This is sad. Steve Tennes isn’t a bigot and doesn’t discriminate against others. He does hold traditional views of the Catholic Church. In our country, that is his right. He has been given that right by God. It is enshrined in our Constitution.
But, East Lansing is so intolerant of Steve Tennes’s viewpoint that it monitors Steve’s Facebook posts and punishes Steve for what he does outside of East Lansing. That isn’t right.
We must all stand up for his rights. If we don’t, we may loose ours.
Imagine the following bizarre conversation after a New York City police officer pulled someone over on the way to Newark Airport.
Officer: Is that a 32-ounce soft drink?
Man: Yes, officer.
Officer: Well, I’m going to have to ticket you for that. New York City recently banned consumption of soft drinks larger than 16 ounces.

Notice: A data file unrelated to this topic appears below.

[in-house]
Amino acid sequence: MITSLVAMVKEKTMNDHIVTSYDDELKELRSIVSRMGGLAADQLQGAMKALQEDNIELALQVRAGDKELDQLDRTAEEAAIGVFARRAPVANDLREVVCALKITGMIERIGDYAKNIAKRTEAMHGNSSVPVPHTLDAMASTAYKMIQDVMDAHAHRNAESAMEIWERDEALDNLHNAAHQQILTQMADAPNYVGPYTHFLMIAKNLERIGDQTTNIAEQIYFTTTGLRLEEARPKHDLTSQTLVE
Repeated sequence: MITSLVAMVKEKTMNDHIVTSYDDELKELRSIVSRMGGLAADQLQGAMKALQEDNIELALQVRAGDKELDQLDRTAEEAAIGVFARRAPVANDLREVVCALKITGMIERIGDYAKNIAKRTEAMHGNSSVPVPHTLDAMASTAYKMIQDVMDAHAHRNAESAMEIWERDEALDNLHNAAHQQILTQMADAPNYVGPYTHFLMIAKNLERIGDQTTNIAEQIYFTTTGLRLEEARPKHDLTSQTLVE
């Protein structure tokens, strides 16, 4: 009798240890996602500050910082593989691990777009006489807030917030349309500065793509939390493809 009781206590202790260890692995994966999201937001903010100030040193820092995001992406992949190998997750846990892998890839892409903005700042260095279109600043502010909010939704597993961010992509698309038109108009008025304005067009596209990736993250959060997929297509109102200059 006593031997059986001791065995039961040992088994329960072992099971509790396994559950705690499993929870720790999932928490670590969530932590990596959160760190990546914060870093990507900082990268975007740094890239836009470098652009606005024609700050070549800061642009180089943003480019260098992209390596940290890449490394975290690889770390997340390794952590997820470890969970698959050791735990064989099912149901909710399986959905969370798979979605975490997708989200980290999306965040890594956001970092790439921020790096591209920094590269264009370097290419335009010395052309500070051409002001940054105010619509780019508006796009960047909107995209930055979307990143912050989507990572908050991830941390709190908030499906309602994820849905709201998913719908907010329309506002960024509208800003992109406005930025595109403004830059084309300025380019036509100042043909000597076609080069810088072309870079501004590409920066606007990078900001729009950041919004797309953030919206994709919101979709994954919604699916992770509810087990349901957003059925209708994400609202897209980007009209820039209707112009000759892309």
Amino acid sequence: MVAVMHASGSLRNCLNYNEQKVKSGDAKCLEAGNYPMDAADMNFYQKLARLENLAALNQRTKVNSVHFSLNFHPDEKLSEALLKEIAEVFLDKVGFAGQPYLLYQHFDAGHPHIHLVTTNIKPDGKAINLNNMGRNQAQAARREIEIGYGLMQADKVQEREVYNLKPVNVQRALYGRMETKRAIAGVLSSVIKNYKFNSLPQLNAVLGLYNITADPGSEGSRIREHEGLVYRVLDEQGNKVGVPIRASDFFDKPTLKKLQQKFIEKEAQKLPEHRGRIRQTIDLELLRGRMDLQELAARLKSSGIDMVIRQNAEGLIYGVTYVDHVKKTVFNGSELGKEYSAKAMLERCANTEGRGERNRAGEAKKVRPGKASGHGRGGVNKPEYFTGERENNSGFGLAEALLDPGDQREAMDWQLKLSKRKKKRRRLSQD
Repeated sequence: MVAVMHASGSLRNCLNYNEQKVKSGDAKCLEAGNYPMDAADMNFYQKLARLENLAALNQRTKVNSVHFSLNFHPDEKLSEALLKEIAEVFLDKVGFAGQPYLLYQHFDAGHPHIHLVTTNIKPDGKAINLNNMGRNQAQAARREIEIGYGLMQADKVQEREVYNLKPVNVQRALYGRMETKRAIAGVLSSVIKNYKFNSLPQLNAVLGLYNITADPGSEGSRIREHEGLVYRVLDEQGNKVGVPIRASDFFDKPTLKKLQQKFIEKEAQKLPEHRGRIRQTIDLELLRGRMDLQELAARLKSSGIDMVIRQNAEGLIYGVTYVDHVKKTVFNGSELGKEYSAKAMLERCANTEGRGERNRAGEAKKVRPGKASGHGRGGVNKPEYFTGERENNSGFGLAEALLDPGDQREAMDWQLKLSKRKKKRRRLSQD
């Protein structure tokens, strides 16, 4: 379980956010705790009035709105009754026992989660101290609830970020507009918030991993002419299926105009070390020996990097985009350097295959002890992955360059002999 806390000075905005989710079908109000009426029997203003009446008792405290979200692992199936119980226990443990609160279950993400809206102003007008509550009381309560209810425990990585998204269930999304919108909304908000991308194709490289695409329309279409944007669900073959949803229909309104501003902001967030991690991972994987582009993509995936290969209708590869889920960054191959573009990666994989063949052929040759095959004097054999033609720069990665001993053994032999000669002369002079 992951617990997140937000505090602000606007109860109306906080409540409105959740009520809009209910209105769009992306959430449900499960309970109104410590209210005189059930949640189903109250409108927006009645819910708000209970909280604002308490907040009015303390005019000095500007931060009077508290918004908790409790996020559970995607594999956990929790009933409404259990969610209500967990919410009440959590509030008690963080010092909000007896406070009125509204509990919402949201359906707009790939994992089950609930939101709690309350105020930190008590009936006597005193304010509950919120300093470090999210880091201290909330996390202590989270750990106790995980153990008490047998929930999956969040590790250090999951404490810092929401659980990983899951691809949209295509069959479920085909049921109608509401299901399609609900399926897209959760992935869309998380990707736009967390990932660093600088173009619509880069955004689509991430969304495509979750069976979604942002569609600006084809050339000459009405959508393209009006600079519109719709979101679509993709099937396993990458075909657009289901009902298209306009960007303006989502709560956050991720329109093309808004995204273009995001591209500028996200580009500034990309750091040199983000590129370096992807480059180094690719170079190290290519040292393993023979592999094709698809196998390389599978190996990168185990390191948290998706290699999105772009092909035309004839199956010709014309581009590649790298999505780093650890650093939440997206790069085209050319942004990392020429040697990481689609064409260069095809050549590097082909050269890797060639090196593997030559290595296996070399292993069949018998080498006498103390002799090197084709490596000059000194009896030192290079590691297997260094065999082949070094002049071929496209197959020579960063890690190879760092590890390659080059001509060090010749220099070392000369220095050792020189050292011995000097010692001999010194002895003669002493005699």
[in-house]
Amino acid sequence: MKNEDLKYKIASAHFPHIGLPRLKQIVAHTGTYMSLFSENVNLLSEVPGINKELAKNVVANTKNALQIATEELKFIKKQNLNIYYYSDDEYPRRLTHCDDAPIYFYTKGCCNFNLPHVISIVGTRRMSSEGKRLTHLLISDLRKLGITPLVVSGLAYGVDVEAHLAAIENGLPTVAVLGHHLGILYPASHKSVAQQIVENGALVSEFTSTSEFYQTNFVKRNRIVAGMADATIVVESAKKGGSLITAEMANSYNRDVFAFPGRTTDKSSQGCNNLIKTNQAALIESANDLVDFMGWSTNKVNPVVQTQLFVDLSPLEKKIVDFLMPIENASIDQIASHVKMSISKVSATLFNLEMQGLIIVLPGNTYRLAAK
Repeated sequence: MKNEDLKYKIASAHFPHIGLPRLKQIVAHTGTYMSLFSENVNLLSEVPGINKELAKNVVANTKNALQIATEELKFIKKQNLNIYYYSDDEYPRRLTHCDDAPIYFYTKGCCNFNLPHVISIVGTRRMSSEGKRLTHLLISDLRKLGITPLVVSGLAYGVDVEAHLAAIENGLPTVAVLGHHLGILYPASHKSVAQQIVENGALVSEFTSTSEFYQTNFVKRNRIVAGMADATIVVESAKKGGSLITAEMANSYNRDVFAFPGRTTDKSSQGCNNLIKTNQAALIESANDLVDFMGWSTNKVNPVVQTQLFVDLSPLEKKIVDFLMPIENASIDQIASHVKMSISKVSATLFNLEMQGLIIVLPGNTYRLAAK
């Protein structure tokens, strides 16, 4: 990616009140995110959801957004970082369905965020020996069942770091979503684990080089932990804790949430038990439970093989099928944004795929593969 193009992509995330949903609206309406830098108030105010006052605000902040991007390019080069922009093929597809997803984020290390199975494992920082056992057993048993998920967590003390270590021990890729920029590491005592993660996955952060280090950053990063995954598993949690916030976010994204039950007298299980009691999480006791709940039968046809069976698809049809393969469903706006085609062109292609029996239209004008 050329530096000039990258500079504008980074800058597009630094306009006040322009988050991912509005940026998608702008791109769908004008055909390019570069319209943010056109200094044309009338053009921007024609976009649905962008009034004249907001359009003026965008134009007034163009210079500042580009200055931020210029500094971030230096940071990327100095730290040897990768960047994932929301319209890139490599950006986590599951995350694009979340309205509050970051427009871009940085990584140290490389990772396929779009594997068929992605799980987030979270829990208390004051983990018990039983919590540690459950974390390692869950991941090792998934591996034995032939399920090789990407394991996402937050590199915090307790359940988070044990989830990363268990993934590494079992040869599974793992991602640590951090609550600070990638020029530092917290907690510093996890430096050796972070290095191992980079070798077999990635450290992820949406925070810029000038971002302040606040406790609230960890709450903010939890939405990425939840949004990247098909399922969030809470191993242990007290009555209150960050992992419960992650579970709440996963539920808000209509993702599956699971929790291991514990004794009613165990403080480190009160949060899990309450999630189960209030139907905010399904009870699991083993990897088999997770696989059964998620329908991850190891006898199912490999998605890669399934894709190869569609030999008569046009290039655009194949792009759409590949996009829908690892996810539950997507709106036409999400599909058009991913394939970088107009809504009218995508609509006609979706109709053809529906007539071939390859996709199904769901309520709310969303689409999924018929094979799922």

Man: I’m sorry, officer. I didn’t know about that law. But we’re currently in New Jersey now, and I bought the drink in New Jersey after leaving New York. So I’m confused.
Officer: Doesn’t matter. As part of the law, New York banned anyone from doing business in the city if he or she drinks soft drinks larger than 16 ounces anywhere.
Man: Wow. The city must seriously dislike soft drinks. Okay, but one more question, if you don’t mind. How did you even know to pull me over for the drink after my business trip?
Officer: Well, the city monitors social media, so when you posted a picture of the soft drink, it flagged city officials. In fact, posting the drink is a separate violation of the law, so I’m going to have to ticket you for two violations. Here you go. Have a nice day.
This conversation is too bizarre to be real. In fact, it’s fictional. Unfortunately, for a guy named Steve Tennes, the story is all too real. It just involves a different city and a different topic — the topic of same-sex marriage, a cultural context in which the bizarre becomes reality.